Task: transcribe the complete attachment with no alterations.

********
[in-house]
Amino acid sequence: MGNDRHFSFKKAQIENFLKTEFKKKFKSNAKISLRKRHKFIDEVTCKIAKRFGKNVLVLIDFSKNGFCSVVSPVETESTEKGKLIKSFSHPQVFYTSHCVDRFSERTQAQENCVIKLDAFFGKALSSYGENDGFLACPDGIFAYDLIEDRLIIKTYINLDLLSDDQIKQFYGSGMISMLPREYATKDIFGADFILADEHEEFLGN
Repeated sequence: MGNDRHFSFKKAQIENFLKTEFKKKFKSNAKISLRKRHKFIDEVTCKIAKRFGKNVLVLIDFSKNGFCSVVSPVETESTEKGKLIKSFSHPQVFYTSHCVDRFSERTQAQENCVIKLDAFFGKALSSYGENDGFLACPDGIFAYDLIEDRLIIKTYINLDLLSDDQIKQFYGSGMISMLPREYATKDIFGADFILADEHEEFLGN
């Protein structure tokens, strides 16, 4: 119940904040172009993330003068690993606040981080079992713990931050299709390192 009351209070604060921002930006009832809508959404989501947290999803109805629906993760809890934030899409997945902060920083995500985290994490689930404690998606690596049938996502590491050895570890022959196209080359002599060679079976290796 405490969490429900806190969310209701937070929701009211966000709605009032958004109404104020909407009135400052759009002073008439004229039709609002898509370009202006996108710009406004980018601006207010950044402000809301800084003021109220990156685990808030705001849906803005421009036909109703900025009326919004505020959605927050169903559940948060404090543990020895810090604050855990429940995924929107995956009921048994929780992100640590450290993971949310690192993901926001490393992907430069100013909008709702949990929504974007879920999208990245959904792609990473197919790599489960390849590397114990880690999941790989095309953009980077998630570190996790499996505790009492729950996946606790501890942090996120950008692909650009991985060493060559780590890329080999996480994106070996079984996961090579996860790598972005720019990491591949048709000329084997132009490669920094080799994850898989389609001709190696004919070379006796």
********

[in-house]
Amino acid sequence: MGNDRHFSFKKAQIENFLKTEFKKKFKSNAKISLRKRHKFIDEVTCKIAKRFGKNVLVLIDFSKNGFCSVVSPVETESTEKGKLIKSFSHPQVFYTSHCVDRFSERTQAQENCVIKLDAFFGKALSSYGENDGFLACPDGIFAYDLIEDRLIIKTYINLDLLSDDQIKQFYGSGMISMLPREYATKDIFGADFILADEHEEFLGN
Repeated sequence: MGNDRHFSFKKAQIENFLKTEFKKKFKSNAKISLRKRHKFIDEVTCKIAKRFGKNVLVLIDFSKNGFCSVVSPVETESTEKGKLIKSFSHPQVFYTSHCVDRFSERTQAQENCVIKLDAFFGKALSSYGENDGFLACPDGIFAYDLIEDRLIIKTYINLDLLSDDQIKQFYGSGMISMLPREYATKDIFGADFILADEHEEFLGN
């Protein structure tokens, strides 16, 4: 119940904040172009993330003068690993606040981080079992713990931050299709390192 009351209070604060921002930006009832809508959404989501947290999803109805629906993760809890934030899409997945902060920083995500985290994490689930404690998606690596049938996502590491050895570890022959196209080359002599060679079976290796 405490969490429900806190969310209701937070929701009211966000709605009032958004109404104020909407009135400052759009002073008439004229039709609002898509370009202006996108710009406004980018601006207010950044402000809301800084003021109220990156685990808030705001849906803005421009036909109703900025009326919004505020959605927050169903559940948060404090543990020895810090604050855990429940995924929107995956009921048994929780992100640590450290993971949310690192993901926001490393992907430069100013909008709702949990929504974007879920999208990245959904792609990473197919790599489960390849590397114990880690999941790989095309953009980077998630570190996790499996505790009492729950996946606790501890942090996120950008692909650009991985060493060559780590890329080999996480994106070996079984996961090579996860790598972005720019990491591949048709000329084997132009490669920094080799994850898989389609001709190696004919070379006796």